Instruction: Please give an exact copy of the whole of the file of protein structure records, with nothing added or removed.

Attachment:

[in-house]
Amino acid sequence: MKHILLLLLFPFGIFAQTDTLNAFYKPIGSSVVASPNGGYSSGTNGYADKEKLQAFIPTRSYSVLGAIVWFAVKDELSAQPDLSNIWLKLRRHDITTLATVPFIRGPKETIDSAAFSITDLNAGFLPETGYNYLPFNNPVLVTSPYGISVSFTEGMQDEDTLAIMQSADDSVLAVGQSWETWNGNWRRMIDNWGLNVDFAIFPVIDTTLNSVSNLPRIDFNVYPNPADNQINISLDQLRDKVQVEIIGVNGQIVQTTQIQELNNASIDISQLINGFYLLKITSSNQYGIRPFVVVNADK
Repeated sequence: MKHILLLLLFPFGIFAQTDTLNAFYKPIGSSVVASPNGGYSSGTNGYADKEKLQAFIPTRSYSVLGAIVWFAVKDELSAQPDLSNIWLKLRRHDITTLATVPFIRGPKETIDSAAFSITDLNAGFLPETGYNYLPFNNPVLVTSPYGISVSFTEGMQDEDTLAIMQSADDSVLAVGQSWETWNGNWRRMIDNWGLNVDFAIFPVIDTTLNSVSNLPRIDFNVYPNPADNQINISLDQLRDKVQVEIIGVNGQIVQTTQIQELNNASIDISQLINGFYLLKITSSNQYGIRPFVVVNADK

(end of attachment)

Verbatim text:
[in-house]
Amino acid sequence: MKHILLLLLFPFGIFAQTDTLNAFYKPIGSSVVASPNGGYSSGTNGYADKEKLQAFIPTRSYSVLGAIVWFAVKDELSAQPDLSNIWLKLRRHDITTLATVPFIRGPKETIDSAAFSITDLNAGFLPETGYNYLPFNNPVLVTSPYGISVSFTEGMQDEDTLAIMQSADDSVLAVGQSWETWNGNWRRMIDNWGLNVDFAIFPVIDTTLNSVSNLPRIDFNVYPNPADNQINISLDQLRDKVQVEIIGVNGQIVQTTQIQELNNASIDISQLINGFYLLKITSSNQYGIRPFVVVNADK
Repeated sequence: MKHILLLLLFPFGIFAQTDTLNAFYKPIGSSVVASPNGGYSSGTNGYADKEKLQAFIPTRSYSVLGAIVWFAVKDELSAQPDLSNIWLKLRRHDITTLATVPFIRGPKETIDSAAFSITDLNAGFLPETGYNYLPFNNPVLVTSPYGISVSFTEGMQDEDTLAIMQSADDSVLAVGQSWETWNGNWRRMIDNWGLNVDFAIFPVIDTTLNSVSNLPRIDFNVYPNPADNQINISLDQLRDKVQVEIIGVNGQIVQTTQIQELNNASIDISQLINGFYLLKITSSNQYGIRPFVVVNADK